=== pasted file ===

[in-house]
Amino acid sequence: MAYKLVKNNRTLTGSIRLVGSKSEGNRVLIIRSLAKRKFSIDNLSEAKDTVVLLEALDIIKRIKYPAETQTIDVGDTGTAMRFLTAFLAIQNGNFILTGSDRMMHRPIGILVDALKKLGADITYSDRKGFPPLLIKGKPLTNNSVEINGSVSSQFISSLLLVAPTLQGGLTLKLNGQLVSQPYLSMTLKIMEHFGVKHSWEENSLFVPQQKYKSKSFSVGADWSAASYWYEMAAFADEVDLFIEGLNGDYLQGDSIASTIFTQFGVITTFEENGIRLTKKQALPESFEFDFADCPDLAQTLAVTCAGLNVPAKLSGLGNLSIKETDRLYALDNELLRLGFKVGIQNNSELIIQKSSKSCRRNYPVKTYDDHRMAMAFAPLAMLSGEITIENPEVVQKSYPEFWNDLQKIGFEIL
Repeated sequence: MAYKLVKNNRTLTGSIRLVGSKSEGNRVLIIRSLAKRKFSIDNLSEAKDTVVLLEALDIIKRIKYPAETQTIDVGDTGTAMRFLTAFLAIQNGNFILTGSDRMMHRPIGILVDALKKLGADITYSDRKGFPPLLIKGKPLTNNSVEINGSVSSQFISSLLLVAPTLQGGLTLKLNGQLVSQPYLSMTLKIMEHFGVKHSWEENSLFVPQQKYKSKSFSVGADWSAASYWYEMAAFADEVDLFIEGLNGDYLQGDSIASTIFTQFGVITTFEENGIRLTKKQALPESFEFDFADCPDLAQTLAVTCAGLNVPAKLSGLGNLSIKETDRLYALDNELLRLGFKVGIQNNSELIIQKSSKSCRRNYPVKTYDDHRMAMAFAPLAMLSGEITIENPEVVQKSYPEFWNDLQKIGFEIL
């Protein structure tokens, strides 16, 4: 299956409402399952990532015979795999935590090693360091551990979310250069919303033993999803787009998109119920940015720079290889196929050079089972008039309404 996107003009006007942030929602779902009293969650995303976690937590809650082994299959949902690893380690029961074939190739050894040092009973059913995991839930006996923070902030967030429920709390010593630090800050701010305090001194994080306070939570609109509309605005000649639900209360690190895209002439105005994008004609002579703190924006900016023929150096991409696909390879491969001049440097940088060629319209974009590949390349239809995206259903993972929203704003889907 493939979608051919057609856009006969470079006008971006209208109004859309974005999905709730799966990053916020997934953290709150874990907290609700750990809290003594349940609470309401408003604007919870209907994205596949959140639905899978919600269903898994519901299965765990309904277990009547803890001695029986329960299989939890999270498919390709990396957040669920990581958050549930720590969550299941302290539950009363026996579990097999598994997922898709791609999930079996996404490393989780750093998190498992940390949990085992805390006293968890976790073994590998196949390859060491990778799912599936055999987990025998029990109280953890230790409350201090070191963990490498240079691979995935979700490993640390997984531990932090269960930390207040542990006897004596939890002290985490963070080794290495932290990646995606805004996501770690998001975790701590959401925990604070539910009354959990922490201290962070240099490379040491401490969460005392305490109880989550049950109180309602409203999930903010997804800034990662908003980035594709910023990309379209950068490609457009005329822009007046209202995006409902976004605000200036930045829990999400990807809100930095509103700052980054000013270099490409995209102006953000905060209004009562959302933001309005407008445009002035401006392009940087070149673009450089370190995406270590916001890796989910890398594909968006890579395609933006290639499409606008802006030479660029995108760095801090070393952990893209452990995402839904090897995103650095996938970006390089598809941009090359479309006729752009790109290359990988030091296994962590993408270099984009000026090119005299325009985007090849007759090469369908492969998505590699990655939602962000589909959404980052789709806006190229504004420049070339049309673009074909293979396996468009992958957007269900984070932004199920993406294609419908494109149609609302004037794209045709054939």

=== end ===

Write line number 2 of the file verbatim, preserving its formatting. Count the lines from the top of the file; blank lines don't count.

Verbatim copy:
Amino acid sequence: MAYKLVKNNRTLTGSIRLVGSKSEGNRVLIIRSLAKRKFSIDNLSEAKDTVVLLEALDIIKRIKYPAETQTIDVGDTGTAMRFLTAFLAIQNGNFILTGSDRMMHRPIGILVDALKKLGADITYSDRKGFPPLLIKGKPLTNNSVEINGSVSSQFISSLLLVAPTLQGGLTLKLNGQLVSQPYLSMTLKIMEHFGVKHSWEENSLFVPQQKYKSKSFSVGADWSAASYWYEMAAFADEVDLFIEGLNGDYLQGDSIASTIFTQFGVITTFEENGIRLTKKQALPESFEFDFADCPDLAQTLAVTCAGLNVPAKLSGLGNLSIKETDRLYALDNELLRLGFKVGIQNNSELIIQKSSKSCRRNYPVKTYDDHRMAMAFAPLAMLSGEITIENPEVVQKSYPEFWNDLQKIGFEIL